FWIW DD1 went through a phase of eating nothing but marmite sandwiches, breakfast, lunch and dinner, for about two weeks. I worried at the time too but it didn't last forever and no harm was done. She's now 12 and eats like a typical 12 year old.

littleduck Sun 07-Nov-10 13:13:42

Thanks for your replies so far. I always have two spoons, a spoon for her and a spoon for me. She seems to like it if I load up a spoon for her and she then eats from it so I have been doing that but to no avail, she will only pick up a spoon herself for the fruit pots and then she eats fine so I don't think the spoon is hurting her. Offering finger food doesn't make much difference, she will pick a filling out of a sandwich if she likes it and then leave the bread - little tinker!

Could be a power things as you say.....

She never has stuff like chocolate as she is cow's milk allergic - which cuts out a lot of junk from her diet automatically, somewhat fortuitously. We have been offering alternatives when she has refused her savoury stuff so maybe it is time to offer something savoury and if she refuses just offer her fruit and nothing else.

Any more thoughts very gratefully received

strawberrie Sun 07-Nov-10 15:38:18

My DD is the same age and we have gone through quite a few phases of this. Sometimes she just doesn't seem to be in the mood to eat. I think you're handling it well, and the foods that she is eating sound like a pretty nutritious mix.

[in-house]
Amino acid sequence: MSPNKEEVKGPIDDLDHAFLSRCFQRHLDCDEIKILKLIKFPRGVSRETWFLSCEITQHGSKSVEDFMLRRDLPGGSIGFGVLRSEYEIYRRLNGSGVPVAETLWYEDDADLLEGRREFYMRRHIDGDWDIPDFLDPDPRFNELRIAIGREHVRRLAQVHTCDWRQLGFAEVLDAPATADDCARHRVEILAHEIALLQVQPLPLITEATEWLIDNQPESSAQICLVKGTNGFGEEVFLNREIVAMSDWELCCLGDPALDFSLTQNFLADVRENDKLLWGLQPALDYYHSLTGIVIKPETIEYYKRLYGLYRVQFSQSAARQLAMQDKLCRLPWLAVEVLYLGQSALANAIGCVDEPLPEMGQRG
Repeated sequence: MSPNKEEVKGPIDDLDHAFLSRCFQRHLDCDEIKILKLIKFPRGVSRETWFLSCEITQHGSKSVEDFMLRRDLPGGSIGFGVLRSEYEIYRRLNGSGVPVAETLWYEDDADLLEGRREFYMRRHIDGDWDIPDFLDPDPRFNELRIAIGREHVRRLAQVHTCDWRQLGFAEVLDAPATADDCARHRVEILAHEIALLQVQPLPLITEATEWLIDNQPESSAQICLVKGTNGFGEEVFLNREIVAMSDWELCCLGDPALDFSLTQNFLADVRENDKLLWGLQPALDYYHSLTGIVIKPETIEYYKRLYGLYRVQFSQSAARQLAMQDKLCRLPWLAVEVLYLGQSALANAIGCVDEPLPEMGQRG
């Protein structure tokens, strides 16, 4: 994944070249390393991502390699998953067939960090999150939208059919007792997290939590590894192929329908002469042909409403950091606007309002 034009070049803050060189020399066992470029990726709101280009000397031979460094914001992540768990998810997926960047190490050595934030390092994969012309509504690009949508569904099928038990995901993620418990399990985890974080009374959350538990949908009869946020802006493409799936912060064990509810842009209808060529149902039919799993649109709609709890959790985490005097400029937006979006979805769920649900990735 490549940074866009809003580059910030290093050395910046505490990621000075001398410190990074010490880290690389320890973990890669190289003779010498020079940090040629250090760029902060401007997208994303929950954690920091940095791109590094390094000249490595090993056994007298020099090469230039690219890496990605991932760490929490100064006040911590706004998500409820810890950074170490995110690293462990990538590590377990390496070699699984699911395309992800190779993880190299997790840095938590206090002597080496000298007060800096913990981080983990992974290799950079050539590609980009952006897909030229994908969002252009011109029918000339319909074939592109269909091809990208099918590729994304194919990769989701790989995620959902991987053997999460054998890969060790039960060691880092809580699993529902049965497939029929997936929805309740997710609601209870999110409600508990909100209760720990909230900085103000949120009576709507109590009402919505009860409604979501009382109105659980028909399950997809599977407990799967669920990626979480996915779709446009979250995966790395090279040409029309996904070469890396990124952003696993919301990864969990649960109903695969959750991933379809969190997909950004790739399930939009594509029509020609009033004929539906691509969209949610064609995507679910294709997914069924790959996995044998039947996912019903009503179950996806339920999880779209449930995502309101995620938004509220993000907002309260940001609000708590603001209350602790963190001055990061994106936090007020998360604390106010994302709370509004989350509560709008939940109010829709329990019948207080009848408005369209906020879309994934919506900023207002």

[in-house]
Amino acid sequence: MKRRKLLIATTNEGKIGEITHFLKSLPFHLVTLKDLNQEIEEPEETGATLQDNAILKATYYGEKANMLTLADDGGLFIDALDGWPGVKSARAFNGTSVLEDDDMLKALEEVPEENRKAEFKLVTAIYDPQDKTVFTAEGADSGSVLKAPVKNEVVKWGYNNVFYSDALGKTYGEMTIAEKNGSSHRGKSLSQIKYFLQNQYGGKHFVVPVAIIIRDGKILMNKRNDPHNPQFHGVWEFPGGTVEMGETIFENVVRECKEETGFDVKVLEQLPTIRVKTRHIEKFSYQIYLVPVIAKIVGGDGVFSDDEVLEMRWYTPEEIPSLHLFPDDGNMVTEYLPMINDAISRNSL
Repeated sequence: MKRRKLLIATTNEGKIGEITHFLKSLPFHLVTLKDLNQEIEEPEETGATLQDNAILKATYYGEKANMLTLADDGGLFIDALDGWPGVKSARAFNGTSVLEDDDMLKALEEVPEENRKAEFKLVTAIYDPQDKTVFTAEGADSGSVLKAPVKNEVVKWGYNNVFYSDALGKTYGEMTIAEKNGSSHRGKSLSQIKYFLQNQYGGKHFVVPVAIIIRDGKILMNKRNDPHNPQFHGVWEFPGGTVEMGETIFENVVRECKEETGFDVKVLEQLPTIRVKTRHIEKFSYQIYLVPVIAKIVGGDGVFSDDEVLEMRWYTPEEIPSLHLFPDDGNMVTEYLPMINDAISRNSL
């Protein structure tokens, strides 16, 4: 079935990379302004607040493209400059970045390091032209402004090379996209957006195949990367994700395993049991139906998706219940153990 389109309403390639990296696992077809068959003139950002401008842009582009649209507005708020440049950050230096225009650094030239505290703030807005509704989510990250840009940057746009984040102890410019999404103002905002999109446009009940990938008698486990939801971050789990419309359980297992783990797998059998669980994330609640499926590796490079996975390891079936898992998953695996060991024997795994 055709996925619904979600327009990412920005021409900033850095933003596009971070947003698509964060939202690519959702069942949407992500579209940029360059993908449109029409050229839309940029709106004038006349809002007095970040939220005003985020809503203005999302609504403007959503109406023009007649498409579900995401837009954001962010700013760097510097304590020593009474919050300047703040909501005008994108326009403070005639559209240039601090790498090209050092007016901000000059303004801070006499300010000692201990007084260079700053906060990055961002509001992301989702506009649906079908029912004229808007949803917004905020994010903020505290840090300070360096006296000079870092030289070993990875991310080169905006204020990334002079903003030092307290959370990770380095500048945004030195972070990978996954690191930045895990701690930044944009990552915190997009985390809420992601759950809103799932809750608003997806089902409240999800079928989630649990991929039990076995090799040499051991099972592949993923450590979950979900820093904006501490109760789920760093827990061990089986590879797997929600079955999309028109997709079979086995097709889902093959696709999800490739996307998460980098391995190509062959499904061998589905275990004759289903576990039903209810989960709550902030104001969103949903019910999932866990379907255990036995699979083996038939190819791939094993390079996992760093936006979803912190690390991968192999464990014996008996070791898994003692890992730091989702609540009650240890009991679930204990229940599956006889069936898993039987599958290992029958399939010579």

I try very hard not to react to her refusal of foods (which I find really difficult to do). I was a desperately fussy eater as a child and I have keen for her not to follow in footsteps, but at the same time I can tell myself that I got through my childhood in good health despite a dreadful diet and now eat a wide variety of food.

If she doesn't want to try her meal I simply move it away from her (but still in sight, sometimes after a few minutes she relents and will have it back) and she gets offered some bread and butter. She always gets fruit after a meal and yoghurt once a day, and I give her those regardless of how much she has eaten of her meal.

loonyrationalist Sun 07-Nov-10 16:26:19

In my DD2 (20 month) appetite seems to vary hugely week by week.
I also agree with those who have pointed out the control aspect.

Keep providing your DD with a healthy meal & I'm sure she will slowly come back to it.

Both my girls were great eaters from being weaned, both went fussy at about 16/17 months. DD2 is still fussy at times. DD1 4 still goes through fussy stages but is back to eating most things

cece Sun 07-Nov-10 16:35:39

My 18 month feeds himself completely. The only thing I sometimes spoon into him is his weet a bix. That is mainly due to the concrete like qualities of it once it sets, so if he makes a mess it can be a pain to clear up. Even that though he can feed himself with if I am busy with the other two DC.

TBH my 18 month eats what we are eating,at the same time as us. Therefore no one really takes too much notice of him. Hence he just gets on with the eating and tells us once he has finished by handing us his bowl. I never try to encourage him to eat anymore as I reason he is full enough - an 18 month old isn't going to chose to starve themself are they?

littleduck Mon 08-Nov-10 19:20:18

Thanks for your thoughts.